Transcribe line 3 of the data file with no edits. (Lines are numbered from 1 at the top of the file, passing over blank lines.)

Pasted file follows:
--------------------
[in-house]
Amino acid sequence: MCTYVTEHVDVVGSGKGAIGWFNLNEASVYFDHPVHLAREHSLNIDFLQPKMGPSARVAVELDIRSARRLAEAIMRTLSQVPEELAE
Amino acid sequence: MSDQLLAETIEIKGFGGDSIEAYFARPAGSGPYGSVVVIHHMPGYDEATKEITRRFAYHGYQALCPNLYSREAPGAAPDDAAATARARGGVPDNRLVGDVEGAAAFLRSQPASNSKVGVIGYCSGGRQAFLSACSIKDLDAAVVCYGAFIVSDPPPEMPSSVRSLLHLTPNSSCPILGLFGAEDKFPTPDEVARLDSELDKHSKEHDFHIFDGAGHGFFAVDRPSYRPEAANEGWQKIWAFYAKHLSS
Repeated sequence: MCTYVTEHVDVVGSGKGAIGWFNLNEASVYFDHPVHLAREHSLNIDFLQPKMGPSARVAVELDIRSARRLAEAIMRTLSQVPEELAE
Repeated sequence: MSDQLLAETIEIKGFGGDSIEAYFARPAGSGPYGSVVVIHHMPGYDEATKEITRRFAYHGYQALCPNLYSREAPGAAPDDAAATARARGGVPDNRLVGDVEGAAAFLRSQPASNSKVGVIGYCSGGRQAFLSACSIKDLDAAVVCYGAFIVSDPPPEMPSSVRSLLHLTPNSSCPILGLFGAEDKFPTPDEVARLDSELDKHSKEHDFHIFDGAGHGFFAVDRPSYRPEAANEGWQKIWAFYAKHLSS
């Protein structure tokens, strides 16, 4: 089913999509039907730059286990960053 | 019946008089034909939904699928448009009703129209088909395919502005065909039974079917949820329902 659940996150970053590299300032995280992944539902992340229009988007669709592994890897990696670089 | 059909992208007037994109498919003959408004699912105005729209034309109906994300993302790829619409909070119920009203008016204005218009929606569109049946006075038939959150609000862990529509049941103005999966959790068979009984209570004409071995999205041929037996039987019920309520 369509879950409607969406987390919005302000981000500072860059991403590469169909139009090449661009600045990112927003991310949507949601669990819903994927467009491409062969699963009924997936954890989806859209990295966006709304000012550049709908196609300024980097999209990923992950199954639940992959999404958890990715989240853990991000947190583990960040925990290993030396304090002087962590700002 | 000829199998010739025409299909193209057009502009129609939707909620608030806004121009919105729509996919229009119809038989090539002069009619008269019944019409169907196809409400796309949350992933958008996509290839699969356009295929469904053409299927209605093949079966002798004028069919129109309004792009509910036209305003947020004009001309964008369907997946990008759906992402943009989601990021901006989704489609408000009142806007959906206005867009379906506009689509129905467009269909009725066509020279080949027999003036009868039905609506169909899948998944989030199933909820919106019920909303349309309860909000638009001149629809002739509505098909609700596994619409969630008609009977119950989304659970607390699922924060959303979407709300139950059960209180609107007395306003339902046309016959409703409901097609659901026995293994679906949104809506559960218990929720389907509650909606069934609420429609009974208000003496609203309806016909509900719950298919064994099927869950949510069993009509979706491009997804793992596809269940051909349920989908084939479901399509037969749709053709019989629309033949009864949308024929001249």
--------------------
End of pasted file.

Amino acid sequence: MSDQLLAETIEIKGFGGDSIEAYFARPAGSGPYGSVVVIHHMPGYDEATKEITRRFAYHGYQALCPNLYSREAPGAAPDDAAATARARGGVPDNRLVGDVEGAAAFLRSQPASNSKVGVIGYCSGGRQAFLSACSIKDLDAAVVCYGAFIVSDPPPEMPSSVRSLLHLTPNSSCPILGLFGAEDKFPTPDEVARLDSELDKHSKEHDFHIFDGAGHGFFAVDRPSYRPEAANEGWQKIWAFYAKHLSS